So Keme (cuz I know you're watching) don't come at me about what I'd do to get and keep a man--ask me what I'd do for my Sistas and the answer will be--continue to praise them and support them because they are me!

    (((((((((((((((((((HUGZ TO ALL MY SISTAS BUT AN EXTRA SPECIAL ONE TO MY QUEEN!!!))))))))))))))))))))))))))
     
  6. NNQueen

    NNQueen going above and beyond PREMIUM MEMBER

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    Scorp, the feelings are definitely mutual. Thank you for the tribute. I salute you, the women in your family who came before you, and the ones who are blessed to know you and call you a friend! :heart:

    Stay in the fight, stand firm on your beliefs, know that you're not alone and we'll see this through to the end...together!

    Salute...:toast:
     
  7. Nfant_De_Milieu

    Nfant_De_Milieu Well-Known Member MEMBER

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    To all the sistahs, there are brothas out there who still cherris yall, me included. Just because we donot say it everyday, have a disargeement, are not the most romantic person,etc doesnot mean we donot love yall! Here is a poem I read on some site and had kept. Hopefully I am not breaking any rules for posting this. I donot know who it is by but, if you do let me know:
    Why Black Men Love Black Women

    Let there be no doubt, Black men love Black women.
    Ask men what they love about Black women and some will say they love the many hues of a Black woman's skin--the reddish-brown cinnamons, the golden honeys, the milk chocolates
    and jet black coffees, no cream. Ask others and they will say they love the Black woman's inner temperament-- fragile and pretty like a teacup one minute, and hard and complex like a
    Chinese puzzle the next.

    Still others will say they love Black women because Black women are the epitome of beauty, the giver of life, a steadfast protector and a nurturer. They will say they love Black women because Black women continue to walk proudly, absording life's blows with grace and fortitude, serving as the glue that holds together an
    entire race of people.

    Many men will say they love Black women, because, more than any other woman in the world they are the easiest to love.
    And although Black men, like all men, sometimes have a hard time showing it. They will be the first to admit they cannot live without Black women. Her being is to be loved and cherished by her man, she's a queen. A true queen. We love Black women because they are the mothers of our Black future.

    We love Black women because of their enduring strength, a strength that at times has risen above the failures of Black fathers. We love their curly hair, their braided hair, their straightened and even kinky hair. We love their full lips, and of course, their brown sugar skin. But most of all....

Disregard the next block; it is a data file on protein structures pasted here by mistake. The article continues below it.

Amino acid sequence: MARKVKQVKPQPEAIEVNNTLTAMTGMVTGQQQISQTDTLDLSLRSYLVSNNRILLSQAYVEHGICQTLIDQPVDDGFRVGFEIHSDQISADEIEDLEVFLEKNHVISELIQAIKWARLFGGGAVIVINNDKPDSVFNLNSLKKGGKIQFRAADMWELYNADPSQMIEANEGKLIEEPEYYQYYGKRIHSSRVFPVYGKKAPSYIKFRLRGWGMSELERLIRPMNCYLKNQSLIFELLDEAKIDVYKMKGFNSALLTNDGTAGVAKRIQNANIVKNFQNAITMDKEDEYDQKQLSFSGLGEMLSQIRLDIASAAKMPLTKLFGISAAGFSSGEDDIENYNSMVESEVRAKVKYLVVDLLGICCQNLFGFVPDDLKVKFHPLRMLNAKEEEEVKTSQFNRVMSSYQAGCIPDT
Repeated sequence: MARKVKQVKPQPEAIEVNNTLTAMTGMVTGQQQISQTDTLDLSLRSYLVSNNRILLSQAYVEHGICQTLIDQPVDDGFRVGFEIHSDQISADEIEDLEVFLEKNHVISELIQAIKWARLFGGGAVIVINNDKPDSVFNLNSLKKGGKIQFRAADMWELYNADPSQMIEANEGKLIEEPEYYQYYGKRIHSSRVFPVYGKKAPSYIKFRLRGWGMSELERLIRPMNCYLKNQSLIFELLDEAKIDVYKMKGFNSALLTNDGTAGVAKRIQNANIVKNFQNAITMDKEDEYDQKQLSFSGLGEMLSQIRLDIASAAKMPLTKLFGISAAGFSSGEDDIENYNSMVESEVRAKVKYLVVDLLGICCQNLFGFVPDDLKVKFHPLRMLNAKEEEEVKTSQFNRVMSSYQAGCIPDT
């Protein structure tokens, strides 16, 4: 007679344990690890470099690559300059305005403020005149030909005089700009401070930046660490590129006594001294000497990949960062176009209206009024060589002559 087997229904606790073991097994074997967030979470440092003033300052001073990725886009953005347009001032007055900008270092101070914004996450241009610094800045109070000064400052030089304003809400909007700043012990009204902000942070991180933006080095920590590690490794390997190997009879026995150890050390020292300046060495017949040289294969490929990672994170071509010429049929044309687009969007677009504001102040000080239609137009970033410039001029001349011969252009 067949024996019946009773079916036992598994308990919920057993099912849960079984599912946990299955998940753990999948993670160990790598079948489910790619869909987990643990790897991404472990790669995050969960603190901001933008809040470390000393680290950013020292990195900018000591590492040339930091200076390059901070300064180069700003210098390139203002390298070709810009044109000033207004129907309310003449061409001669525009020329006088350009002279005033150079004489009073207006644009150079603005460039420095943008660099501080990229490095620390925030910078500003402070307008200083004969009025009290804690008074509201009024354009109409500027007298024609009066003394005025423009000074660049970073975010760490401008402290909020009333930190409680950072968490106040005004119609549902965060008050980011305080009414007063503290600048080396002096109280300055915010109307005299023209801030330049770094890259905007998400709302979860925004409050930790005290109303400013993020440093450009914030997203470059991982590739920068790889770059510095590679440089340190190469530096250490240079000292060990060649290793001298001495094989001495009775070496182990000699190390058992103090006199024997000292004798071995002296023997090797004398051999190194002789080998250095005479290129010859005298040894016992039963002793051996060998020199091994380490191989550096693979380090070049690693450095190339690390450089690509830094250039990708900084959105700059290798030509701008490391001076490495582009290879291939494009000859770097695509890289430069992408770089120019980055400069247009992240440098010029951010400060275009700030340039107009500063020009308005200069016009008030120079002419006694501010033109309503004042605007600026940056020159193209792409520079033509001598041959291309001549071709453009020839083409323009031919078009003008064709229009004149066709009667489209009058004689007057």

We love Black women because we are a product of a Black woman. Black men are born of Black women and influenced by the Black women in our lives. We have to be able to love Black women in order for us to love ourselves.


    Author Unknown
     
  8. Regina

    Regina Well-Known Member MEMBER

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    I salute the positive Black Women of the world

    I thank God for the positive Black women in my life, especially my Mom and Grandmom who along with the positive male role models in my life taught me how to handle life; its positives and its negatives. They taught me to live life to the fullest. They taught me that to be strong, you don't have to push others around. They taught me that to be loving, you don't have to be weak. They taught me how to know who is a man and who isn't a man. They taught me how to know who is a woman and who isn't a woman.

    They taught me the meaning of knowing myself. They taught me to carry myself as a lady regardless of whethering I am studying for a degree, moving up the corporate ladder or at home. They taught me how to be independent, yet thrive lovingly in a partnership. They taught me that compromise is not always giving in or giving up, it just means that situations can't always go as I want them. They taught me that just because they love me, it doesn't me they aren't going to tell me when I am wrong.

    They taught me the importance of prayer and to surround myself with positive people of all genders and races. They taught me that it is one thing to talk of change and another to effect change. They taught me it is my duty to serve others who are less fortunate and commit myself to volunteerism.
     
  9. NNQueen

    NNQueen going above and beyond PREMIUM MEMBER

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    Regina, that is beautiful! Thank you for sharing. Thank you too Nfant.
     
  10. NNQueen

    NNQueen going above and beyond PREMIUM MEMBER

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    PANTHA, thank you for the tribute to the Phenomenal Black Woman. Your testimony reflects a genuine appreciation and respect for Black women who have struggled, given of themselves, fought against racism and oppression, contributed to the arts, and have done amazing things on behalf of their people. Many of their voices may be silent now but those of us who consider them to be our true heroes--we accept your tribute in their behalf!

    NEXT? I'm sure some of you know of a teacher, a nurse, a daughter, a best friend or someone who keeps you in their prayers and continues to encourage you . . .